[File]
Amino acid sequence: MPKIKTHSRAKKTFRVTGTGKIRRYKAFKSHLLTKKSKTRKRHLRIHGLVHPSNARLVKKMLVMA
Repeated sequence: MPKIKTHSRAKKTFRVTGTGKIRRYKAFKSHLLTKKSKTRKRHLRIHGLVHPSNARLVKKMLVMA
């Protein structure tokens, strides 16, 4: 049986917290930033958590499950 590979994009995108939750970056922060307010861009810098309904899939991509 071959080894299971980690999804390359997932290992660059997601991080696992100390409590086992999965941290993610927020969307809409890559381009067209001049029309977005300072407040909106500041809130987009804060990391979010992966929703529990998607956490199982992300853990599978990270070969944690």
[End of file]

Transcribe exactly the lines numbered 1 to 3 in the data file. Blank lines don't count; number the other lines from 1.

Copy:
Amino acid sequence: MPKIKTHSRAKKTFRVTGTGKIRRYKAFKSHLLTKKSKTRKRHLRIHGLVHPSNARLVKKMLVMA
Repeated sequence: MPKIKTHSRAKKTFRVTGTGKIRRYKAFKSHLLTKKSKTRKRHLRIHGLVHPSNARLVKKMLVMA
């Protein structure tokens, strides 16, 4: 049986917290930033958590499950 590979994009995108939750970056922060307010861009810098309904899939991509 071959080894299971980690999804390359997932290992660059997601991080696992100390409590086992999965941290993610927020969307809409890559381009067209001049029309977005300072407040909106500041809130987009804060990391979010992966929703529990998607956490199982992300853990599978990270070969944690």